Students from Chamblee Middle School in Atlanta, Georgia conduct a habitat survey – looking for pollinators, insects, and other wildlife – in their school garden which is used as an outdoor science lab. Chamblee Middle School received a Nature Works Everywhere garden grant, in partnership with the Captain Planet Foundation, during the 2013/2014 school year. © Nick Burchell

Captain Planet Stressed Me Out

As a child I was discouraged from watching a television program called “Captain Planet.” It was an animated feature about a superhero battling environmental injustices around the world. My mother didn’t discourage me from watching it because of the content; rather, I was steered away because of the stress it induced in me as I watched the environment being destroyed by “bad guys.”

Eventually, I channeled some of that stress into an undergraduate degree in Environmental Geoscience, and now envision a career focused on environmental justice.

Captain Planet in the Flesh!

It’s been over a decade and a half since my first encounter with Captain Planet, but it wasn’t until recently I was able to meet my childhood hero in the flesh. During my masters studies in Development Practice at Emory University I had the privilege of being the Youth Engagement Intern with The Nature Conservancy in Georgia where I assisted in the implementation of a Nature Works Everywhere (NWE) School Garden Project.

The Conservancy has partnered with the Captain Planet Foundation, an Atlanta-based organization supporting environmental stewardship, to install gardens in 10 schools across the Atlanta area. When I arrived at the first garden build, which was awesome in so many ways, there he was, Mr. Captain Planet himself. Blue skin, green hair, and all.

While meeting Captain Planet was an exiting moment, my internship is memorable for many reasons. Not only did I have the privilege to work alongside fabulous Conservancy staff, but I got to do it while supporting their effort in cultivating the next generation of conservation leaders; an aspect of environmental sustainability I believe is critical.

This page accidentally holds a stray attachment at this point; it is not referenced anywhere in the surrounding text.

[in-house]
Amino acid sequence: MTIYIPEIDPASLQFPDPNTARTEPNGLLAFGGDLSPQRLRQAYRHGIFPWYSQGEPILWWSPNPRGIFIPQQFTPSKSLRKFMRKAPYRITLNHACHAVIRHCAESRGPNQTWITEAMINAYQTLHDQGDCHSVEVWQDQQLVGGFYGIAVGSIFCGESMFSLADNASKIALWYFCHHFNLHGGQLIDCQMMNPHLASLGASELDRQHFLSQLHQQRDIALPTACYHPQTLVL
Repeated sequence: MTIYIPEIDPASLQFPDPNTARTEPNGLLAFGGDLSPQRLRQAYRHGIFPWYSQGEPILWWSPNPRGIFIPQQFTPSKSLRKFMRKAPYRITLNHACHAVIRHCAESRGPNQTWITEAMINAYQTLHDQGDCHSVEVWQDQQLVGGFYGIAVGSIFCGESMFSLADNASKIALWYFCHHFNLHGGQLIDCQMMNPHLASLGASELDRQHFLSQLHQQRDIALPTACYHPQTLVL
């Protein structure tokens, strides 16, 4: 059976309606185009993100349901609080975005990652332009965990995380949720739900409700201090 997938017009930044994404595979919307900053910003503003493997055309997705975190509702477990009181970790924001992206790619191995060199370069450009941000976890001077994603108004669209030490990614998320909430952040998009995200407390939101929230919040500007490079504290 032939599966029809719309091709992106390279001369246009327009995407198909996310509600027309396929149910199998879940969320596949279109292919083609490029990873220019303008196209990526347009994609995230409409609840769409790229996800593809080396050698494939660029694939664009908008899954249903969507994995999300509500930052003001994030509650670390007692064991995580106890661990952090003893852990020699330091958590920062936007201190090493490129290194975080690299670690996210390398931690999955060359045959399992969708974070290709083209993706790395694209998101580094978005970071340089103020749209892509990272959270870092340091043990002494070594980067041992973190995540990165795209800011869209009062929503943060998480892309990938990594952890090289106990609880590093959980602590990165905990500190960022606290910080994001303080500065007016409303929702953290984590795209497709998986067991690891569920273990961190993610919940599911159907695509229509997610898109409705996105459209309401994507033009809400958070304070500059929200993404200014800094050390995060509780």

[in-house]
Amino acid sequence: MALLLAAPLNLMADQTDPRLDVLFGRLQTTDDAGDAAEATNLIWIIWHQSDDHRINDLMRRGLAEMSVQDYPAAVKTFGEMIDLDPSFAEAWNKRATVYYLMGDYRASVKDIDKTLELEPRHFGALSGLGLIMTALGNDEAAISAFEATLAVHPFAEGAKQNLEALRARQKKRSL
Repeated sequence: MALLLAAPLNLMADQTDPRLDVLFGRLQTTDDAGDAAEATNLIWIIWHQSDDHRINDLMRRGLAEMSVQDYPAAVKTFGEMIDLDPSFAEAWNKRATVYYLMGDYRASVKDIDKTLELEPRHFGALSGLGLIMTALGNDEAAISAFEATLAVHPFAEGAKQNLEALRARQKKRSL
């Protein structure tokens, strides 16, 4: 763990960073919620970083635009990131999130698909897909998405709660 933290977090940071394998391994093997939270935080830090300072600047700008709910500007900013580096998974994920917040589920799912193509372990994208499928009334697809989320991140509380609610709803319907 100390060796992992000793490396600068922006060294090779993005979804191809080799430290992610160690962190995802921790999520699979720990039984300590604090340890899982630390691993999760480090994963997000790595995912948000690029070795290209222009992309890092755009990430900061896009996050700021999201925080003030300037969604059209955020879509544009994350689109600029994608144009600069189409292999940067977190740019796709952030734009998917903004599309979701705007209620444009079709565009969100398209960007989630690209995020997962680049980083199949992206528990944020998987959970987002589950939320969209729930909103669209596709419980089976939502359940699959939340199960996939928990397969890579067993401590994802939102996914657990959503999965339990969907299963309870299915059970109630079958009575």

It’s Not Just About the Garden

I was impressed by the way the Conservancy didn’t want to install school gardens just to install school gardens, but rather to “connect the dots” as one colleague would say, and to make it as impactful and as wide reaching as possible. (This was accomplished by integrating the NWE Garden project with LEAF alumni. If you haven’t already, you should definitely read more about it here.).

It may be a biased opinion since I myself benefited from the Conservancy’s youth engagement, but I believe, given the appropriate strategy, youth engagement can lead to powerful results. I’ve witnessed and experienced its potential.

Captain Planet helping kids build gardens in Atlanta. © Aaron Coury
Captain Planet helping kids build gardens in Atlanta. © Aaron Coury

My adventure with the Conservancy doesn’t end there. Interning at the Atlanta office gave me a unique insight into the organization, which ultimately helped me land a GLOBE internship. In fact, I was one of two lucky GLOBE interns who were able to take their internship overseas.